“Flamenco”—the word calls up an image of a slender dancer in an elaborate, ruffled costume with her fringed shawl and her castanets. Certainly, this stereotype has been perpetuated in everything from airline posters to dolls made for souvenirs. To some, this is flamenco for tourists, as they embrace the cante jondo, the deep song of agonizing lament sung by a man, a cantaora, without accompaniment, or with a single guitar. This, they claim, is authentic flamenco, the blues of Andalucía, improvised in jam sessions called juergas, sung because it must be sung, not because someone is listening or watching.
A joint exhibition of the Artist Andalucia group from the Serranía de Ronda and Northern Cadiz yesterday launched their most recent exhibition at the Grazalema Tourist Information Centre using the large gallery space to full advantage. Two of the artists were particularly pleased that sales of their works were made on the first day of opening.
Artist Andalucia is made up of Alfredo Lopez, Joe Gilronan, Frank Hair, Patricia Lane, Pauline Emmens, Alan Pearson, Christine Ellingham, and Ron Morley, all of whom are based in Benaojan, Montejaque and Olvera.
A very large crowd of visitors descended on the Tourist Centre to see the exhibition, with Clive Muir, owner of the centre estimating over 500 people made it for the first 4 hours of opening. Guests included large numbers of expatriate residents and Spaniards from Grazalema interested in seeing such a large exhibit.
Patricia Lane, a local artist from Montejaque in the Guardiaro Valley was first to sell a piece, nearly two hours before the exhibit opened with the buyer sneaking into the exhibit space to get claim their desired painting. Patricia confided to Ronda Today that she was absolutely shocked, but delighted all the same since she had a goal of selling just one painting, luckily extra paintings were on hand to avoid an empty space as guests, friends, and art afficionados started arriving.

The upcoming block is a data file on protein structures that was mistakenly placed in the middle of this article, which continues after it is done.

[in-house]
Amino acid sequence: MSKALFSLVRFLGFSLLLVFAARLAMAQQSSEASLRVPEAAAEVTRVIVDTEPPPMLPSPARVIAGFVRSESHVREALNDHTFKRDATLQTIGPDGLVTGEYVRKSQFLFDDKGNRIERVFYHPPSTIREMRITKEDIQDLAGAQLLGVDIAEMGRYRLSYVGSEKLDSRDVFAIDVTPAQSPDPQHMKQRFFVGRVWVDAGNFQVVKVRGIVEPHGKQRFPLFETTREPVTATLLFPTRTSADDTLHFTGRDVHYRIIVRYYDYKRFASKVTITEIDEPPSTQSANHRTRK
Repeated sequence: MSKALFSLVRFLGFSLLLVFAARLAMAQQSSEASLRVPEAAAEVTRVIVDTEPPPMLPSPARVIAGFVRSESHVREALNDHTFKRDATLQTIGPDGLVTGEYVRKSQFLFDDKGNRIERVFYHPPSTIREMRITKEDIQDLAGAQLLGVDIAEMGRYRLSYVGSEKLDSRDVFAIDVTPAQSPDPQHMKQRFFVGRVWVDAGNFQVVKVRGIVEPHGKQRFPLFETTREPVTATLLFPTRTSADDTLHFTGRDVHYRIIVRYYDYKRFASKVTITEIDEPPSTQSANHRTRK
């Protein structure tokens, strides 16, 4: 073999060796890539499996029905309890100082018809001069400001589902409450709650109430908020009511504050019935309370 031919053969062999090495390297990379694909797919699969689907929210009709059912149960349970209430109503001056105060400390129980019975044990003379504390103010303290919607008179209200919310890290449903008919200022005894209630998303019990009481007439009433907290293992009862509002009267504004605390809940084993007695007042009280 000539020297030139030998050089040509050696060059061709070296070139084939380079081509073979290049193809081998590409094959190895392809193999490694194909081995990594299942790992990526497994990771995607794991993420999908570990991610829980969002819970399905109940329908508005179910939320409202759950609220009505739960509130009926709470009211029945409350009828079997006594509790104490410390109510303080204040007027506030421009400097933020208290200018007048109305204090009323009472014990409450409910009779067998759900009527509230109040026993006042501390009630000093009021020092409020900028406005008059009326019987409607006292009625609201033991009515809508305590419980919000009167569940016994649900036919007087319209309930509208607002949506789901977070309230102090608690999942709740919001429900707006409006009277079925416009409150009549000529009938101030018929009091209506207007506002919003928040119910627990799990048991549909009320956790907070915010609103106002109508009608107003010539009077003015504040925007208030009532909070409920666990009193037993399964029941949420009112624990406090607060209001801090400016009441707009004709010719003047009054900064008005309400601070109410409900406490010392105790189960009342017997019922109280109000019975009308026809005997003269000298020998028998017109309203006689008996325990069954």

Another local artist Alan Pearson of Olvera also sold one of his works, an event which excited all of the artists who rarely have the chance to celebrate the good fortune of one of their own since most other galleries and artists markets of the Serranía seem to be poorly frequented.
Christine Ellingham, a prominent Benaojan artist stated to Ronda Today that she was immensely excited to be associated with the exhibit in the Grazalema Tourist Information Centre because the owners are so active in promoting locally produced goods and that the spin off for artists is fantastic.
Today marked the 54th Corrida Goyesca on the last day of the Pedro Romero Feria 2010, with thousands of supporters in the streets of Ronda to see the Rivera brothers and their bullfighting comrades in arms.
The three matadors showing off their skills were Francisco Rivera ‘Paquirri’, Enrique Ponce, and Sebastian Castella, who looked resplendent in their Goya themed outfits. Ladies in the crowd as they approached the Plaza de Toros from the Hotel Reina Victoria eagerly shouted ‘guapa, guapa’ as their carriages passed.
As per tradition, they were joined on their way to the Plaza de Toros by the Damas Goyescas and their president for 2010 Lola Riaza, who also looked absolutely gorgeous and had visitors and residents alike rushing to take snapshots of their finery.
Unlike previous years, tickets to the Corrida Goyesca did not sell out, in fact shaded seats were still available directly from the official ticket office immediately before the toreros arrived to begin the show. Handpicked journalists who covered the event described a smaller crowd than normal and wondered if this was a result of the recent banning of bullfighting in Catalunya.
Significantly fewer politicians from Andalucia and the national stage attended after the town hall in Ronda cut back on spending for a box seat and their usual dinner afterwards. As well, the Duchess of Alba who is a long time supporter of the Corrida Goyesca failed to make an appearance fueling speculation she may be ill.
Here are a selection of our photos taken before the toreros entered the bullring.
It is becoming a popular and enjoyable event within the Pedro Romero Feria, the annual grape stomping to officially kick off the beginning of the wine pressing season after grapes have matured in the summer sun. The arrival of the Damas Goyesca to lend their feet is eagerly awaited.
Aside from stomping grapes in traditional wooden tanks, which is a lot of fun, the day has a more serious agenda as dignataries and visitors are able to sample some of the latest wines on offer, as well as some of the best meats and cheeses made in the Serranía.